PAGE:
[[Mod. note -- The author is mistaken as to the Cassini measurements
and their interpretation as gravitational time delays (the Shapiro effect)
versus plasma delays.

Looking at
B Bertotti, L. Less, and P. Tortora
"A test of general relativity using radio links with the Cassini spacecraft"
Nature 425, 374-376
open-access copy currently available at
https://lorentz.leidenuniv.nl/research/vanbaal/DECEASED/ART/gr-test.pdf
we see that Cassini actually used frequencies of 7.2 Ghz and 34.3 GHz
(uplink) and 8.4 GHz and 32.0 GHz (downlink), which are clearly not
"almost identical".

Moreover, figure 2 of that paper shows that the calculated gravitational
signal has a time variation closely matching the theoretical prediction
(equation (2) of the paper), which would not be the case if the frequency
shifts were actually caused by plasma delays. The interpretation as
gravitational time delay is further strengthened by the consistency
checks the authors describe in the "Method" section on p.376 of that
paper, and by the results shown in the supplementary figure (currently
available open-access on the /nature.com/ website.

The Cassini results are also consistent with a wide range of other
measurements of general-relativistic light-bending and time delay.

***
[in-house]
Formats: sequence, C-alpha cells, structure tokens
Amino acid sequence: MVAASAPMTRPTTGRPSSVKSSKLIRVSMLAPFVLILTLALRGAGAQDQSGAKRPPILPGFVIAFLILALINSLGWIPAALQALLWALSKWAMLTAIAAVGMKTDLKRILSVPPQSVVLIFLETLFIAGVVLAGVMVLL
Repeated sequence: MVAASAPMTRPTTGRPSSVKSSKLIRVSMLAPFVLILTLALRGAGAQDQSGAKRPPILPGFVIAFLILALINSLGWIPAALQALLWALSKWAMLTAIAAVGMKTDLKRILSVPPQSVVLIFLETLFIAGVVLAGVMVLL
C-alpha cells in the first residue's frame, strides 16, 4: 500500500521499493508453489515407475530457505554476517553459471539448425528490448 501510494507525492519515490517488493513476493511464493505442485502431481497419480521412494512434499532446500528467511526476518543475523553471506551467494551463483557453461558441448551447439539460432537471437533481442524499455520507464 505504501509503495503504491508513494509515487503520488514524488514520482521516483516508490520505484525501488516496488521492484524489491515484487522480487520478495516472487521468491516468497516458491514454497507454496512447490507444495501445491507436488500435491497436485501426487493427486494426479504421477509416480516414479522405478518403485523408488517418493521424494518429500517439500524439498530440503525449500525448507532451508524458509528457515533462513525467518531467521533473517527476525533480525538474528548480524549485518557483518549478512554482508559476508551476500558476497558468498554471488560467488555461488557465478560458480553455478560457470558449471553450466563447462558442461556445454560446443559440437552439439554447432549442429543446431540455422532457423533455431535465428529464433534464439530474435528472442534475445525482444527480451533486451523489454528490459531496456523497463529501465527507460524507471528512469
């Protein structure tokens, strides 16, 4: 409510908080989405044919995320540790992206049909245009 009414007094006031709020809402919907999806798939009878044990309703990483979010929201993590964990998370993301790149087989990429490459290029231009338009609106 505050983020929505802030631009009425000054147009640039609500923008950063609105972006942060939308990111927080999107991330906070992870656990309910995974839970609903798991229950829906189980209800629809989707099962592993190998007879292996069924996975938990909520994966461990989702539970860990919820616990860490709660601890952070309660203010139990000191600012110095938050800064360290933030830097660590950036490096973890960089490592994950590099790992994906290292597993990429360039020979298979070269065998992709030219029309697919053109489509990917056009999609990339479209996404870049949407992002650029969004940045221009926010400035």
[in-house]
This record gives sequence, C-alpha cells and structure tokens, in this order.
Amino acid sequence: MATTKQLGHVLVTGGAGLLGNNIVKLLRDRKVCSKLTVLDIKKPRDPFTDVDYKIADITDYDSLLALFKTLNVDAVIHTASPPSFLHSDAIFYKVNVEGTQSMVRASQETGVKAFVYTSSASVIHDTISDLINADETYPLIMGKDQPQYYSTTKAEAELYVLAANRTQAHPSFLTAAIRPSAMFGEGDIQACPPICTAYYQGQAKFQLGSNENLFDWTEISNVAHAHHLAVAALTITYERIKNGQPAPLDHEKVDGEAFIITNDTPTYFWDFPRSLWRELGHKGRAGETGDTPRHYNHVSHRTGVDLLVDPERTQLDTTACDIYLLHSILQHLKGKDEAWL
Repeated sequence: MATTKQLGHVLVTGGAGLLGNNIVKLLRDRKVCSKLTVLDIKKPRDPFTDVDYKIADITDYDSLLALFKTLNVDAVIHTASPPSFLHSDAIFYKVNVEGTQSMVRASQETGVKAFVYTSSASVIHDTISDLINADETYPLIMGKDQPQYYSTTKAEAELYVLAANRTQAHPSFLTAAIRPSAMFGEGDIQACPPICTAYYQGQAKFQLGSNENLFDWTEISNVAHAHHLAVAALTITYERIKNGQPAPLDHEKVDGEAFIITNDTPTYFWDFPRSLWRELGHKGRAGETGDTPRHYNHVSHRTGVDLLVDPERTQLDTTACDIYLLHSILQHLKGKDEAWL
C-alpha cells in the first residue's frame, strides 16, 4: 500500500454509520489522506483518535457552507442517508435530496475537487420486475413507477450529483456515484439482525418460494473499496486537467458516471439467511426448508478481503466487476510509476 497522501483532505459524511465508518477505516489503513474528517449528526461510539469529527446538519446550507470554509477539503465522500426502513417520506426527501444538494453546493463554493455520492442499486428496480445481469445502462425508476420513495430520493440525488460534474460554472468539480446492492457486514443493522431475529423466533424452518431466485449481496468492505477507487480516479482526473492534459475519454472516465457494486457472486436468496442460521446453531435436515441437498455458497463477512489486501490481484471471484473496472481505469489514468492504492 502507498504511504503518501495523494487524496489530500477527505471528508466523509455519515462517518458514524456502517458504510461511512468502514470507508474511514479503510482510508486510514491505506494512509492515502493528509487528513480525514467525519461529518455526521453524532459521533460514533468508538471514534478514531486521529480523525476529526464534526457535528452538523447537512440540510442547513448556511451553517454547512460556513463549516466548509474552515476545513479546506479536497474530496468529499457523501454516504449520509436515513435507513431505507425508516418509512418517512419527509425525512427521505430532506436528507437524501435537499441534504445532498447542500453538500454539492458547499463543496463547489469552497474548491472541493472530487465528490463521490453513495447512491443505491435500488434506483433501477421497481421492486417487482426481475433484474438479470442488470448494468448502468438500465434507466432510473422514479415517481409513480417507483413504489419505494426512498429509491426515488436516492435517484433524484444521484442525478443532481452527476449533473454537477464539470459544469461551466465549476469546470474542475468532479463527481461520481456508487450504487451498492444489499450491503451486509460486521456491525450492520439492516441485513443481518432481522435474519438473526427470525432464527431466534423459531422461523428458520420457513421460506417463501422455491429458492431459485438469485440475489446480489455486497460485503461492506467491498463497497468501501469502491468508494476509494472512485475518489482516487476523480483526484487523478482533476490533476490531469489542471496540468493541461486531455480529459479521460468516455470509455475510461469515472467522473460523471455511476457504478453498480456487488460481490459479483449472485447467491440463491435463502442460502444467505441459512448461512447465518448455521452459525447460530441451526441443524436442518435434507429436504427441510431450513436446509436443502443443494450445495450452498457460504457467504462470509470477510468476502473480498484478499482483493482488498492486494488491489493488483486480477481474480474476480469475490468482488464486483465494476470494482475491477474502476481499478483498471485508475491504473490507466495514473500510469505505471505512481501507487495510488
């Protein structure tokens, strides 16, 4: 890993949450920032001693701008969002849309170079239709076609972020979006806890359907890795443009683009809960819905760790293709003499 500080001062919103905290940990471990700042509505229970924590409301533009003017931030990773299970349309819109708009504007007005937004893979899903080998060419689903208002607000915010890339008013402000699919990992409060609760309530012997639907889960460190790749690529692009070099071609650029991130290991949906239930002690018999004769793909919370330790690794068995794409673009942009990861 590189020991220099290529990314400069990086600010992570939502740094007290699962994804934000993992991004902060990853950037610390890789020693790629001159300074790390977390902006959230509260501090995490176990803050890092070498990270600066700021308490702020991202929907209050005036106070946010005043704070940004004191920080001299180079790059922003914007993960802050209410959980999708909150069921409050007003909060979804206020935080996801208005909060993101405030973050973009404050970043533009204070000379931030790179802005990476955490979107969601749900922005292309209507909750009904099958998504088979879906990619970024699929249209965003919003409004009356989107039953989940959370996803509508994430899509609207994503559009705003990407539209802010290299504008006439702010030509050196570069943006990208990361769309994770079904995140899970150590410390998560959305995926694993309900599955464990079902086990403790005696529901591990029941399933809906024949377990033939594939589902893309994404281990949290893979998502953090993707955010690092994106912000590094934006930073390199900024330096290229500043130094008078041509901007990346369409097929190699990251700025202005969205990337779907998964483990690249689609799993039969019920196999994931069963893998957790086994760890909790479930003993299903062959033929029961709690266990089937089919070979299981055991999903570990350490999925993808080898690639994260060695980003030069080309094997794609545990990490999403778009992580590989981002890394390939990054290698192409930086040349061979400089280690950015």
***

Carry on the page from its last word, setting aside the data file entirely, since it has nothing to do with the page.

See, for example, figure 2 of Clifford M Will's fascinating paper
arXiv:1409.7812.
-- jt]]

Lou

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Jan 28, 2022, 5:12:50 PMJan 28
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I wasn't disputing the assumptions about GR made in the paper.
I was only pointing out the paper, Gary or any other source have no
confirmed measurements of the density or refractive index of the corona.
How then is it possible to rule out refraction..if we don't know
what the refraction index of the corona is?
>
> Looking at
> B Bertotti, L. Less, and P. Tortora
> "A test of general relativity using radio links with the Cassini spacecraft"
> Nature 425, 374-376
> open-access copy currently available at
> https://lorentz.leidenuniv.nl/research/vanbaal/DECEASED/ART/gr-test.pdf
> we see that Cassini actually used frequencies of 7.2 Ghz and 34.3 GHz